Title: Ralph Ellison
Date Completed: 12-1
And so we enter the final month of reading in 2007. Why do I feel as if 112 books just isn’t enough?
Arnold Rampersad is a splendid biographer as he demonstrated in 1997 with his biography of baseball pioneer (and book of the same name) Jackie Robinson and again 10 years later with Ralph Ellison.
I confess that I have not read Ellison’s groundbreaking novel, Invisible
Ellison was a complicated man. (He evokes Whitman for me: “I am large. I contain multitudes.”) He was not necessarily a likeable man. In the vernacular of the time, Ellison was excessively enamored of the Establishment. He embraced LBJ, any number of Establishment appointments, commissions and boards and jealously guarded his status as the sole “Negro” (a word he preferred) representative thereof.
Perhaps most distressingly, Ellison did little – hell, he did nothing – to advance the cause of young Black writers, who he always found lacking. His disregard, for example, of Toni Morrison is but one example.
Rampersad’s strength is in his balance. He demonstrates Ellison’s greatness as a pioneering Black novelist, but does not hesitate to display his shortcomings as a man and, especially, as an African American.
From the publication of Invisible Man until Ellison’s death, Rampersad also makes clear that the single, inescapable tragedy of Ellison’s life – and I do not think that to strong a word – is his failure to write a second novel. He worked continuously (more than 35 years) on a second novel, but was never able to complete it; in part, Rampersad suggests, because Ellison’s standards were to high.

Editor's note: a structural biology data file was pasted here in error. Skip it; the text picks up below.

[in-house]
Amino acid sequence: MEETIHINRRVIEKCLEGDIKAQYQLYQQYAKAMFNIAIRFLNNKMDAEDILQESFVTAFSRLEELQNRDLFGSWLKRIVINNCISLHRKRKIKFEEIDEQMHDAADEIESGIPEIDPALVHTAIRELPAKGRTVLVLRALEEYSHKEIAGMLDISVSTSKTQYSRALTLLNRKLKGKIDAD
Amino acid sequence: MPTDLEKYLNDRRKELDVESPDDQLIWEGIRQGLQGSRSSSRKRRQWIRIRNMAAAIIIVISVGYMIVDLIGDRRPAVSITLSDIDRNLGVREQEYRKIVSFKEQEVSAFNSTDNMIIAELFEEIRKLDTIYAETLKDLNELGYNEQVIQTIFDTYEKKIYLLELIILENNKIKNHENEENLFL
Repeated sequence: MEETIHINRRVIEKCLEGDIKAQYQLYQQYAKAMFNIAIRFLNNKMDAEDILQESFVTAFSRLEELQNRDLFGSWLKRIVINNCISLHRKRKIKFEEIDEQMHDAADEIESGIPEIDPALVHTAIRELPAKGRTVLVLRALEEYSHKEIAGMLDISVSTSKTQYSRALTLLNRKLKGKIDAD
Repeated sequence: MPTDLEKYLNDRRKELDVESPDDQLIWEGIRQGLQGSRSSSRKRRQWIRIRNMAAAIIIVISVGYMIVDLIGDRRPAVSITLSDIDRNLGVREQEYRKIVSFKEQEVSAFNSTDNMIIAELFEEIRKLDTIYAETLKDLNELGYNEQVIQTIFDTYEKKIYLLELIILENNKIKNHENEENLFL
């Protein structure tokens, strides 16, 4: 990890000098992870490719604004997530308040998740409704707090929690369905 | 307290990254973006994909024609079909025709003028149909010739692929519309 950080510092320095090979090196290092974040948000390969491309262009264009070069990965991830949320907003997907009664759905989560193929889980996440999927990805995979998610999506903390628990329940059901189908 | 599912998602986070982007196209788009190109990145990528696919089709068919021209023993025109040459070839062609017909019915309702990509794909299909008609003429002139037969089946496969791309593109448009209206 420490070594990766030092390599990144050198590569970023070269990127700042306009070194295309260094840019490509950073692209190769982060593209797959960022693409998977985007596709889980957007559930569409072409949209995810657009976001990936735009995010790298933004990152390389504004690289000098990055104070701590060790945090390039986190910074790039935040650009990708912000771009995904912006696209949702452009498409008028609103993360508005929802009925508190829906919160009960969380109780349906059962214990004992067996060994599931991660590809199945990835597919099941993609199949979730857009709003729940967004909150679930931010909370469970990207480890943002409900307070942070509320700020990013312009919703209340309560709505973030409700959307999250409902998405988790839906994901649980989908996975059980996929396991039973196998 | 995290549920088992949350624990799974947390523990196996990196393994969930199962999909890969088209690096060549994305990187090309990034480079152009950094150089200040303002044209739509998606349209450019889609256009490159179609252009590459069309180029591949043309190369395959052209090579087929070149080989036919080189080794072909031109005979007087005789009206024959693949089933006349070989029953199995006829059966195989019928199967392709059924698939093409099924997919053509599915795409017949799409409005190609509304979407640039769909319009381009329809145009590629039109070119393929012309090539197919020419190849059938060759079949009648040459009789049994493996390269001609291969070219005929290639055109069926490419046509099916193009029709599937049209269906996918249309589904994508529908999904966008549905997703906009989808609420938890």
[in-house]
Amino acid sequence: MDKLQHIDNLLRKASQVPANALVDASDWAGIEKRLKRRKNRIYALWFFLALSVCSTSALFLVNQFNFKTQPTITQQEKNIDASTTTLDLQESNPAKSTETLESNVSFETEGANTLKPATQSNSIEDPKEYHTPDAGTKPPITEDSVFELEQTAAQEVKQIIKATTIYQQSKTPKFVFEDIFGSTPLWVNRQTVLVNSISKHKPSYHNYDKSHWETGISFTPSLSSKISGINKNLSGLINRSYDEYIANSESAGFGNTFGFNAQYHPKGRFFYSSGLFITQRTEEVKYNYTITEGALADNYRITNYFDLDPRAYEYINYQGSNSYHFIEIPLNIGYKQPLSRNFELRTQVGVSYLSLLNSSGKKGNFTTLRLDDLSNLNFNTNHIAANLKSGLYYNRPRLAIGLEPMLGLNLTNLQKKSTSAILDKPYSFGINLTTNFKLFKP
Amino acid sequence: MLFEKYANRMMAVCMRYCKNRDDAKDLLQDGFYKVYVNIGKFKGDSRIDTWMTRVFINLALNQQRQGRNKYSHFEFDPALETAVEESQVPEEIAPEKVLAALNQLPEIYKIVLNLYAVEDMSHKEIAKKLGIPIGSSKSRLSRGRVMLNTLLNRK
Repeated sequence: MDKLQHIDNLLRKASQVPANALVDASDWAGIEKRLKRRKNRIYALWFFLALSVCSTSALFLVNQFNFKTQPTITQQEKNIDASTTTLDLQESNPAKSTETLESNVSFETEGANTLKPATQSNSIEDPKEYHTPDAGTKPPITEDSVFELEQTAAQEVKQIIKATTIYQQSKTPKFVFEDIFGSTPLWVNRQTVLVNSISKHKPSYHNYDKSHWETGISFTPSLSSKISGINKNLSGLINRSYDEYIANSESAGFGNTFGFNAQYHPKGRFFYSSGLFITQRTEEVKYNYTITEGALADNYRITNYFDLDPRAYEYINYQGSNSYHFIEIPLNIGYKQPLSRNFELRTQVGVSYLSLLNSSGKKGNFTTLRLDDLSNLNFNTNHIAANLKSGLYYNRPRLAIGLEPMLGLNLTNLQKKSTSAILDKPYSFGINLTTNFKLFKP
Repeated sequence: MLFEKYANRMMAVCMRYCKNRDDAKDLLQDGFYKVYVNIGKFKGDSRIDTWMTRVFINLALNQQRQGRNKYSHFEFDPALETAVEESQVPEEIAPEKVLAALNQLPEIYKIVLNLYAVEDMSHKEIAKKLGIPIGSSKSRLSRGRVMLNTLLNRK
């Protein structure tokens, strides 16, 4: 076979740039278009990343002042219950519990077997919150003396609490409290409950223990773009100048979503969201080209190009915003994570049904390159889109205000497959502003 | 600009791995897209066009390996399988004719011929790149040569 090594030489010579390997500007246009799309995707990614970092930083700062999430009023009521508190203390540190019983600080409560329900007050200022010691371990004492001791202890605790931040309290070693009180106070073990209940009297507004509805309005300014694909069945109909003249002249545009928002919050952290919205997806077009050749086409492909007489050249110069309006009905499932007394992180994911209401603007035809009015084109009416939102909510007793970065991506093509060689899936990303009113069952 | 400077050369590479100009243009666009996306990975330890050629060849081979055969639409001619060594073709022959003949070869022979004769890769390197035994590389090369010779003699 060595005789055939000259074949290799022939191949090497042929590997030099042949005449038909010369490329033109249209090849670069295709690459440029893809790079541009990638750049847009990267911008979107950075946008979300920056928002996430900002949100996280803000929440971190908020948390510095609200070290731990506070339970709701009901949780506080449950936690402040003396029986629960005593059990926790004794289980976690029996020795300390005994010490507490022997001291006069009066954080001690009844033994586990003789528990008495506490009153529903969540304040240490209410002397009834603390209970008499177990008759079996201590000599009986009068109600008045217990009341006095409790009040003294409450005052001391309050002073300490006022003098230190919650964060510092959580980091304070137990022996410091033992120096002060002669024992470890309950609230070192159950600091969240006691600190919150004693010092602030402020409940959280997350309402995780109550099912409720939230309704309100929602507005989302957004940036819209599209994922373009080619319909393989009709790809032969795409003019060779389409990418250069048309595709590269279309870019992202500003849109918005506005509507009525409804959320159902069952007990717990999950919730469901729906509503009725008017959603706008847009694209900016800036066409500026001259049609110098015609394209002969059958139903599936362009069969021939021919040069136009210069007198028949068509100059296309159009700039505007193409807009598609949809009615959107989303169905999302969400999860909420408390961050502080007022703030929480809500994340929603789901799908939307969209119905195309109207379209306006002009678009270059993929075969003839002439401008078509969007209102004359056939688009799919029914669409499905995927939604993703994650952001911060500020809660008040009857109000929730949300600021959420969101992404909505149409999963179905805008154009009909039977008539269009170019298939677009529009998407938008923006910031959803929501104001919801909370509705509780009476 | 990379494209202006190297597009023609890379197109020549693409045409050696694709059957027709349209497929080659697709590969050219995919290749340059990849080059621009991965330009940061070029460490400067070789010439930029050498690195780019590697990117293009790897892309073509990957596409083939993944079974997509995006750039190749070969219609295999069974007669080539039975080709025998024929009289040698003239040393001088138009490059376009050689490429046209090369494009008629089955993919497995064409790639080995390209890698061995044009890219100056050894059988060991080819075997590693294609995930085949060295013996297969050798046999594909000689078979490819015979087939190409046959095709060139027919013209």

Most instructive (and illustrative of my thinking as I read this biography) is Rampersad following observation:
Perhaps it is therefore both a touching memento and a mocking suggestion of what might have been if Ralph had managed his career differently. One or two books of autobiography, two or three collections of short stories, his two published books of essays, and his masterpiece Invisible Man, even without a second novel, might have given his career a sense of wholeness and removed his burden of failed expectations. (p. 556)
I am not a fan of lengthy biographies, preferring the shorter version (less than 200 pages) of Penguin Lives and the current Eminent Lives series, but I liked this work. It is readable, balanced and superbly researched.